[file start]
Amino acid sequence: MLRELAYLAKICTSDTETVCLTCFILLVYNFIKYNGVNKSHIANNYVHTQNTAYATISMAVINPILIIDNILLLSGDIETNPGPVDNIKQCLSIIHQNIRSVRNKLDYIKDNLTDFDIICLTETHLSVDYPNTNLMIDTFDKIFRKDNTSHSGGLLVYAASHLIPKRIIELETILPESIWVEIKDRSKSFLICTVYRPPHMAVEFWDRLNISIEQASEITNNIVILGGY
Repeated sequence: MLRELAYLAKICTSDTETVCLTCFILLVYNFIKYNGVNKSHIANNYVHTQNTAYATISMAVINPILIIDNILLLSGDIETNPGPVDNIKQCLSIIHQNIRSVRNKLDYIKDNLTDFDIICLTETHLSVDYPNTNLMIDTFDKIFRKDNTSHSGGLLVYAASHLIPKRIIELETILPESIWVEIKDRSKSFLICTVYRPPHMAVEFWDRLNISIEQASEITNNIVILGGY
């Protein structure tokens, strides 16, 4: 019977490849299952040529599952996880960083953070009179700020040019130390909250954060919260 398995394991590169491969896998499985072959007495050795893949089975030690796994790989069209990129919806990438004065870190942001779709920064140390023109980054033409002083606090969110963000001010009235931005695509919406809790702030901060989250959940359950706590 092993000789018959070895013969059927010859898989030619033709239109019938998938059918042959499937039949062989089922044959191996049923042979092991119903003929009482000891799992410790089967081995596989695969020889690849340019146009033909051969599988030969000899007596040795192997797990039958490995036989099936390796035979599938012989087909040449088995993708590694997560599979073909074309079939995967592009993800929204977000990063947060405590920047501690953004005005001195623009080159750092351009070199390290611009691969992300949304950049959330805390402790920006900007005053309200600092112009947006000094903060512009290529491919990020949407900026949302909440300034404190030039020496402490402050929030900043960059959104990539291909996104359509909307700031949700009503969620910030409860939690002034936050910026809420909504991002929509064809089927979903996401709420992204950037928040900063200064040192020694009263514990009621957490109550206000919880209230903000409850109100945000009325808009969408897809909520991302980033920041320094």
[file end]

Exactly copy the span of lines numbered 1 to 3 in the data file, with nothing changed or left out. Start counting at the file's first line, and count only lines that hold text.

Amino acid sequence: MLRELAYLAKICTSDTETVCLTCFILLVYNFIKYNGVNKSHIANNYVHTQNTAYATISMAVINPILIIDNILLLSGDIETNPGPVDNIKQCLSIIHQNIRSVRNKLDYIKDNLTDFDIICLTETHLSVDYPNTNLMIDTFDKIFRKDNTSHSGGLLVYAASHLIPKRIIELETILPESIWVEIKDRSKSFLICTVYRPPHMAVEFWDRLNISIEQASEITNNIVILGGY
Repeated sequence: MLRELAYLAKICTSDTETVCLTCFILLVYNFIKYNGVNKSHIANNYVHTQNTAYATISMAVINPILIIDNILLLSGDIETNPGPVDNIKQCLSIIHQNIRSVRNKLDYIKDNLTDFDIICLTETHLSVDYPNTNLMIDTFDKIFRKDNTSHSGGLLVYAASHLIPKRIIELETILPESIWVEIKDRSKSFLICTVYRPPHMAVEFWDRLNISIEQASEITNNIVILGGY
């Protein structure tokens, strides 16, 4: 019977490849299952040529599952996880960083953070009179700020040019130390909250954060919260 398995394991590169491969896998499985072959007495050795893949089975030690796994790989069209990129919806990438004065870190942001779709920064140390023109980054033409002083606090969110963000001010009235931005695509919406809790702030901060989250959940359950706590 092993000789018959070895013969059927010859898989030619033709239109019938998938059918042959499937039949062989089922044959191996049923042979092991119903003929009482000891799992410790089967081995596989695969020889690849340019146009033909051969599988030969000899007596040795192997797990039958490995036989099936390796035979599938012989087909040449088995993708590694997560599979073909074309079939995967592009993800929204977000990063947060405590920047501690953004005005001195623009080159750092351009070199390290611009691969992300949304950049959330805390402790920006900007005053309200600092112009947006000094903060512009290529491919990020949407900026949302909440300034404190030039020496402490402050929030900043960059959104990539291909996104359509909307700031949700009503969620910030409860939690002034936050910026809420909504991002929509064809089927979903996401709420992204950037928040900063200064040192020694009263514990009621957490109550206000919880209230903000409850109100945000009325808009969408897809909520991302980033920041320094």